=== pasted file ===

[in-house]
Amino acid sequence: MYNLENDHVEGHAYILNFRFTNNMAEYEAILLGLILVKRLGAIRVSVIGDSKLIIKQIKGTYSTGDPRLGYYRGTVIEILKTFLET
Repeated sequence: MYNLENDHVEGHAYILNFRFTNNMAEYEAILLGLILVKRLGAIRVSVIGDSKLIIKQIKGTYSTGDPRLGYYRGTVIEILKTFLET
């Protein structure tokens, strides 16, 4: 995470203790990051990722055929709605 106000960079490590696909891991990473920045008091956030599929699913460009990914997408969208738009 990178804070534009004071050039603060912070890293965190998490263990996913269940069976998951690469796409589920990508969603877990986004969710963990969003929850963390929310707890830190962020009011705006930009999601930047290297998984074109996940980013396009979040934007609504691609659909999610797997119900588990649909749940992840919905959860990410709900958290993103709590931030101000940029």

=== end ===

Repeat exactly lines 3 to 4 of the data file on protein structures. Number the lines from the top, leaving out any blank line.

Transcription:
Repeated sequence: MYNLENDHVEGHAYILNFRFTNNMAEYEAILLGLILVKRLGAIRVSVIGDSKLIIKQIKGTYSTGDPRLGYYRGTVIEILKTFLET
């Protein structure tokens, strides 16, 4: 995470203790990051990722055929709605 106000960079490590696909891991990473920045008091956030599929699913460009990914997408969208738009 990178804070534009004071050039603060912070890293965190998490263990996913269940069976998951690469796409589920990508969603877990986004969710963990969003929850963390929310707890830190962020009011705006930009999601930047290297998984074109996940980013396009979040934007609504691609659909999610797997119900588990649909749940992840919905959860990410709900958290993103709590931030101000940029």